The Brazilian Health Sector in Numbers
The Brazilian medtech market has superlative numbers. With a population of 207 million inhabitants, the country counts with more than 6’700 hospitals, 417’000 physicians, 219’000 dentists (10% of the world total), 438’000 hospitals beds and a medtech market worth USD 4.86 billion in 2017, according to EMIS and BMI reports.
In order to supply the demand for health services in the public and private sectors, Brazil imports around 45% of all the material and equipment used, from which 4% comes from Switzerland, being the 5th main supplier in 2017. From all imported medtech products, diagnostic imaging is the largest product area, accounting for 23% in 2017, closely followed by other medical devices and consumables such as patient aids and orthopaedics & prosthetics, each with 10-15% of the total amount. Dental products, in turn, with 5% of the imports, was the best performing product area in 2017, recording a double-digit increase in both local currency and US dollar terms.
For the first semester of 2018, the medtech numbers are also encouraging: while the general market for health devices grew 14.7% from January to June 2018, imports grew by 26%, totaling USD 3.3 billion, according to the Brazilian Alliance of Innovative Health Companies, ABIIS. These results are even more impressive given that the country is starting to recover from a deep recession, while waiting for decisive elections to take place in October 2018.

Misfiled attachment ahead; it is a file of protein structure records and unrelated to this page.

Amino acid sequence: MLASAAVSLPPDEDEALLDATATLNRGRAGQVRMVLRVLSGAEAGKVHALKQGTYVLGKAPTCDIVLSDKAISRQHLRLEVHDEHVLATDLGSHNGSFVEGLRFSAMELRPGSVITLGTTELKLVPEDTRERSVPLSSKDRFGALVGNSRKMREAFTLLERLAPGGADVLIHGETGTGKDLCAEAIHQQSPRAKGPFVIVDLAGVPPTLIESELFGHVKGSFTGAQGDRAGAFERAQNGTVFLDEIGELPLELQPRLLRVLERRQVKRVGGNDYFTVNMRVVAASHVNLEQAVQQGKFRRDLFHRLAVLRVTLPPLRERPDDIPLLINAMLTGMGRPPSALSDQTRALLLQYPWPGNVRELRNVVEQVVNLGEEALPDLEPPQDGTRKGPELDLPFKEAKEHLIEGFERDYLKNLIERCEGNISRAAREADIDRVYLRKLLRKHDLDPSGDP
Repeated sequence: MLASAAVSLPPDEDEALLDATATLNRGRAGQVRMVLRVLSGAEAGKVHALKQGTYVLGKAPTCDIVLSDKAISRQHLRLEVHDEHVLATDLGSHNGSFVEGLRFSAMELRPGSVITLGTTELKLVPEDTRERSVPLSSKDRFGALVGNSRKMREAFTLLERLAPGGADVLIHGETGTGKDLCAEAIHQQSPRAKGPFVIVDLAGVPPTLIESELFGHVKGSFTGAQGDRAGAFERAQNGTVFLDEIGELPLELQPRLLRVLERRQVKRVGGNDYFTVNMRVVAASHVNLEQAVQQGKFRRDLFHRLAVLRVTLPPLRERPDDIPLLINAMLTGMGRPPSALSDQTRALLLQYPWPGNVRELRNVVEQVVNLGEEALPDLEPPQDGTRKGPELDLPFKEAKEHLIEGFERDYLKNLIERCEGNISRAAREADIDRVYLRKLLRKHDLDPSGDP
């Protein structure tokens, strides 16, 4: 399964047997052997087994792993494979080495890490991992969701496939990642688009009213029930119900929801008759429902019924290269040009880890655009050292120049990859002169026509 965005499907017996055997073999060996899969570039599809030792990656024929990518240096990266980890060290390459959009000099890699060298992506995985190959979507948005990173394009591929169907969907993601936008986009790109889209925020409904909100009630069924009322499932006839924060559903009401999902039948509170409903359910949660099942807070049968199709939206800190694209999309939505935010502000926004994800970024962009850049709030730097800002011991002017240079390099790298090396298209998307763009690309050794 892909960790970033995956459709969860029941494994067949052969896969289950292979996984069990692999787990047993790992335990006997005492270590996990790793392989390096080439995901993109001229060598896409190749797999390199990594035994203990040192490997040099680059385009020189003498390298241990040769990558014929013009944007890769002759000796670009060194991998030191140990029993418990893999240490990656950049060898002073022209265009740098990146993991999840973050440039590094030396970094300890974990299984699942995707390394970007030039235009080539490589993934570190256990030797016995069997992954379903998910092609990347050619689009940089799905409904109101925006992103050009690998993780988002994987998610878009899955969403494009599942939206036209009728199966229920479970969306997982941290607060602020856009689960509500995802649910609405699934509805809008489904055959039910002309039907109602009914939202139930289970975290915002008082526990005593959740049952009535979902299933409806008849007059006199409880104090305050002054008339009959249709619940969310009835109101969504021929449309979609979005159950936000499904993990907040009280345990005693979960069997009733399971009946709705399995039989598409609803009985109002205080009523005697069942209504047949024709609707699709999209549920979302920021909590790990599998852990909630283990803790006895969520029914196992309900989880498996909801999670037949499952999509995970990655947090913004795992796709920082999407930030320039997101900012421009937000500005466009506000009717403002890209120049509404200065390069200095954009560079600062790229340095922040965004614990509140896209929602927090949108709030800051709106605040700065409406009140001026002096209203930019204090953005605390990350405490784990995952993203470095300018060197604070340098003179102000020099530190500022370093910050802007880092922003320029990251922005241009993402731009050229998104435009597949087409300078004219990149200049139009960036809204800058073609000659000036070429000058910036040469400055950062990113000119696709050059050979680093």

Amongst the reasons behind the sector’s positive indicators are the trends towards the consolidation and verticalization of this industry, posing different opportunities for Swiss companies to develop new businesses, as indicated in the next sections.
Verticalization of the health insurance companies
According to ABIIS, most of the sector’s growth is due to the verticalization of the health insurance plans, which have been investing in their own hospitals and clinics in order to reduce costs. A 2014 study by the National Agency for Supplementary Health, ANS, showed that around 40% of the insurance health plans in Brazil already count with their own health units for attending their clients.
In the past years, with the decline of private health beneficiaries and the scaling costs in the health sector, the verticalization has become one of the main strategies of the private insurance health plans to remain competitive. The verticalization also brings more control over the chain and reduces their dependence of third-parties. As an example, some insurance companies are importing medical devices directly from the foreign manufacturers, without the intermediation of a distributor. This option reduces the importation costs and allows the insurance plans to avoid frauds that could burden the system. For Swiss companies interested in the Brazilian market, this means a new opportunity to sell directly to the health insurance plans and be more competitive in terms of prices.
Investment funds and consolidation in healthcare services